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Ramsey County is planning a new environmental service center in Roseville to make it easier for residents to reduce, reuse, recycle and compost.

The center will be on a 5-acre site at 1700 Kent St. and include recycling and drop-off for household hazardous waste and electronics. A free product reuse room and space for fix-it clinics and environmental education also are planned.

"The center is part of Enhancing Environmental Health Services, an initiative to redesign and add recycling and waste disposal services to better meet community needs," according to a county statement.

Open houses this fall will offer opportunities for the community to learn more and provide feedback. The county has issued a request for proposals seeking a construction manager and design teams.

Shannon Prather


District holds info sessions ahead of referendum vote

Osseo Area Schools will host two information sessions to answer questions about two funding requests the district has placed on the November ballot.

District staff will host sessions at 6 p.m. Oct. 4 at Park Center High School in Brooklyn Park and Oct. 18 at Maple Grove High School.

The district is asking voters for permission to raise its operating levy by $7 million annually to fund individualized learning, academic interventions, student mental health needs and other "critical classroom supports."

A second question will ask voters for an additional $2.3 million annually to maintain technology systems and support staff, increase school safety and security technology and create digital learning spaces.

If both requests are approved, the tax impact on the average homeowner would be less than $9 a month, the district said. If the measures fail, the district said it will need to cut $5 million from its budget for the 2023-24 school year. That number could rise to $49 million in 2024-25 if the existing levies set to expire are not renewed.

Tim Harlow

Prior Lake

City's proposed budget includes full-time fire department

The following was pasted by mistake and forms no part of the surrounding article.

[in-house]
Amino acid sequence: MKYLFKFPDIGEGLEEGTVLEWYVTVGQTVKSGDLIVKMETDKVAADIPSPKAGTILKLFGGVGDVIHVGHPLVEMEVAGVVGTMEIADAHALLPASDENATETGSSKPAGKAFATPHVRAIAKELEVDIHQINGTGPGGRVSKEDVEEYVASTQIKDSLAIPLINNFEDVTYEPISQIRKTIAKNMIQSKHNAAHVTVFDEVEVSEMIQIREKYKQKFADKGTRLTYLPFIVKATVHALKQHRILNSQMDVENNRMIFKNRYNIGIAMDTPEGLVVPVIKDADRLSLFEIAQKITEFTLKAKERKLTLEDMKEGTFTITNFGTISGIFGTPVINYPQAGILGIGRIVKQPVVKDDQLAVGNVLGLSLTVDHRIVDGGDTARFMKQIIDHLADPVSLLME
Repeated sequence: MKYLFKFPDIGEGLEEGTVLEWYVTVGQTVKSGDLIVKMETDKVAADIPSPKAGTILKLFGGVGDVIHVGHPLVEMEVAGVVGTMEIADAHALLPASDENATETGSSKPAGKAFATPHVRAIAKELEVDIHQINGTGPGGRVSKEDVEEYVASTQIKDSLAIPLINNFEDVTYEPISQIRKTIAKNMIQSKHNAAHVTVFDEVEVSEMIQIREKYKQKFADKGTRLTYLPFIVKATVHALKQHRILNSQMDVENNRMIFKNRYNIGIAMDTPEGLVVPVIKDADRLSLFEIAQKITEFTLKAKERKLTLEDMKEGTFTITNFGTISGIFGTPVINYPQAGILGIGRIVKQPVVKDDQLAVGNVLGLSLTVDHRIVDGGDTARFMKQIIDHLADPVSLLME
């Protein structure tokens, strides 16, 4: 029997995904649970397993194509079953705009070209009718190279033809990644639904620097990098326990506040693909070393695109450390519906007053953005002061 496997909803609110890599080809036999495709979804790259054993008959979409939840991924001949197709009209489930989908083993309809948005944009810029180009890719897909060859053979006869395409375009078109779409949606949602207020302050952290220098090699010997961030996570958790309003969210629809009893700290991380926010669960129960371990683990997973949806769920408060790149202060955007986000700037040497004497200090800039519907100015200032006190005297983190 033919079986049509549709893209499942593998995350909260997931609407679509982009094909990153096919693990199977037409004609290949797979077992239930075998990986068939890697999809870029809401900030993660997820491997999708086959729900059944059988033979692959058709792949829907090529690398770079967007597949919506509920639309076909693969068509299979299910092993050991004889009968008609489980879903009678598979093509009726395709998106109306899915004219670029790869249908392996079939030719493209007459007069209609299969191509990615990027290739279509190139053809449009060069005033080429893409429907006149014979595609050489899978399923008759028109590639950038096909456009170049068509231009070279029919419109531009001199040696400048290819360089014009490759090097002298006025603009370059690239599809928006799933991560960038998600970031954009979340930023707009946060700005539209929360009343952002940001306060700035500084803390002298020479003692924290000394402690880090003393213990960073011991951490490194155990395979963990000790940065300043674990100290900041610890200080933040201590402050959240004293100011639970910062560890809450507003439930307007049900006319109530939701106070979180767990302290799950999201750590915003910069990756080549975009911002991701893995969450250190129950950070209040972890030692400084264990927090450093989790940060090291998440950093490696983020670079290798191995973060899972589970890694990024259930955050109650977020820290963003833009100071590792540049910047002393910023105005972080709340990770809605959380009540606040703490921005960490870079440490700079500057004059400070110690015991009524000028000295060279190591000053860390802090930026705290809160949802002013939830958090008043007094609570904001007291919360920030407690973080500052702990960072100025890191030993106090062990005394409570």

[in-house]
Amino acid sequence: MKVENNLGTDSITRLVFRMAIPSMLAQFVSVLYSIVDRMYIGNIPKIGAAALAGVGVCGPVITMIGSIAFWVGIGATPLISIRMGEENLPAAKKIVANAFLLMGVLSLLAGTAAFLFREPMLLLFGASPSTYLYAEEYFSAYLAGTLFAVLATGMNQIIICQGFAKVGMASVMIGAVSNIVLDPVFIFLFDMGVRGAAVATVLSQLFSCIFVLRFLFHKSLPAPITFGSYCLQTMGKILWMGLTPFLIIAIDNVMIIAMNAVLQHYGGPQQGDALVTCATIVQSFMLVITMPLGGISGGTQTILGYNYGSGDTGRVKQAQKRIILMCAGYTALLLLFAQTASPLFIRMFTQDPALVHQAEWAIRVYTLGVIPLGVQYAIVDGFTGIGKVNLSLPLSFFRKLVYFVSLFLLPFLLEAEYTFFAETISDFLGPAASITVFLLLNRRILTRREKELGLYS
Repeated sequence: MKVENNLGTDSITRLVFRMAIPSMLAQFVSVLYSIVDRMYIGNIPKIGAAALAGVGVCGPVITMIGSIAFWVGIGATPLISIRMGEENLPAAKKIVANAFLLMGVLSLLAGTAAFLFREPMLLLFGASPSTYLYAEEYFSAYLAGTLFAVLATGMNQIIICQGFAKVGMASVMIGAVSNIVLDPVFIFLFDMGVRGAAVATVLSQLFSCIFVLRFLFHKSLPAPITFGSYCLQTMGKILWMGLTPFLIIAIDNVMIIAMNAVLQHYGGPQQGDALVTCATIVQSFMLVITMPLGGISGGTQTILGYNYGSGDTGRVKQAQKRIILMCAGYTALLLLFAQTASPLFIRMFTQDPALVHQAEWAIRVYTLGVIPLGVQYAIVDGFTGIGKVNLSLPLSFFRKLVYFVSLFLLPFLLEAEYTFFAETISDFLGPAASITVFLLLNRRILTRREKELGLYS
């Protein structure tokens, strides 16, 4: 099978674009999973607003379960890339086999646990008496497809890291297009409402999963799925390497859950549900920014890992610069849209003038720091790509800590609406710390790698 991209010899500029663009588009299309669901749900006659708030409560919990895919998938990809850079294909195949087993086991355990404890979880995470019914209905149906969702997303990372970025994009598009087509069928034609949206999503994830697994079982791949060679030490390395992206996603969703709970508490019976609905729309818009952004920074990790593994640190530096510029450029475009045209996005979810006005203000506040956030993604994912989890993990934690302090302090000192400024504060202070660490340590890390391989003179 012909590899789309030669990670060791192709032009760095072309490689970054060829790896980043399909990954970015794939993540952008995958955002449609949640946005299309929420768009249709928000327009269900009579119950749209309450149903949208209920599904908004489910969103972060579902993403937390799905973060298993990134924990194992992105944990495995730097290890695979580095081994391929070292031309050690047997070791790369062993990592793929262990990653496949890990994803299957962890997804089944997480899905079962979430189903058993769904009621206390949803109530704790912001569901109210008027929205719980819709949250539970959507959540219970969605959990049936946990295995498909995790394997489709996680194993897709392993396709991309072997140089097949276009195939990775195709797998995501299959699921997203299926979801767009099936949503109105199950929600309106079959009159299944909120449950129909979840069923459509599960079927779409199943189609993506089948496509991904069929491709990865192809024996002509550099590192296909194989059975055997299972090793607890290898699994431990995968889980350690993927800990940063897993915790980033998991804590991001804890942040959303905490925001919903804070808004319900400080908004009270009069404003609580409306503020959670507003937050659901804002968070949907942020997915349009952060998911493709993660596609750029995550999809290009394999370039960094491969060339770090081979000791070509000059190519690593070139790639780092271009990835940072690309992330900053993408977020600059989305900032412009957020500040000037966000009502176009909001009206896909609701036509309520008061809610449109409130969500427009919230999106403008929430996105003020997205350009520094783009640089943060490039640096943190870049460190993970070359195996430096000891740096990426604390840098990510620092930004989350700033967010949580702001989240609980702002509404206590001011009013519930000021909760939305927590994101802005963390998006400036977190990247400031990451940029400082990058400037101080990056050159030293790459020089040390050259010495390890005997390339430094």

Prior Lake's 13.35% tax levy increase for 2023 provides funding for a full-time fire department, which would include the hiring of 12 full-time firefighters.

"It represents a huge chunk [of the levy increase]," said Mayor Kirt Briggs. "We need to do this for the safety of the community."

Just under half of the money from the levy increase would go toward transitioning away from the department's paid on-call model, a change city officials say is needed to keep up with the community's growth and increases in call volume. The city has also been struggling with recruitment and retention of firefighters.

Officials are waiting to see if the city will receive funding from the federal Staffing for Adequate Fire and Emergency Response (SAFER) grant program. The proposed levy increase and budget assume the city will not get the grant, Briggs said — if the money does come through, the budget and levy will be adjusted and the city can start hiring as soon as Jan. 1.

The grant covers 100% of the costs of transitioning to a full-time department for the first three years, about $1.5 million per year, said City Manager Jason Wedel. The city will still have some on-call firefighters after the transition, he said.

In addition to serving Prior Lake, the fire department contracts to provide services for Credit River and Spring Lake townships.

Erin Adler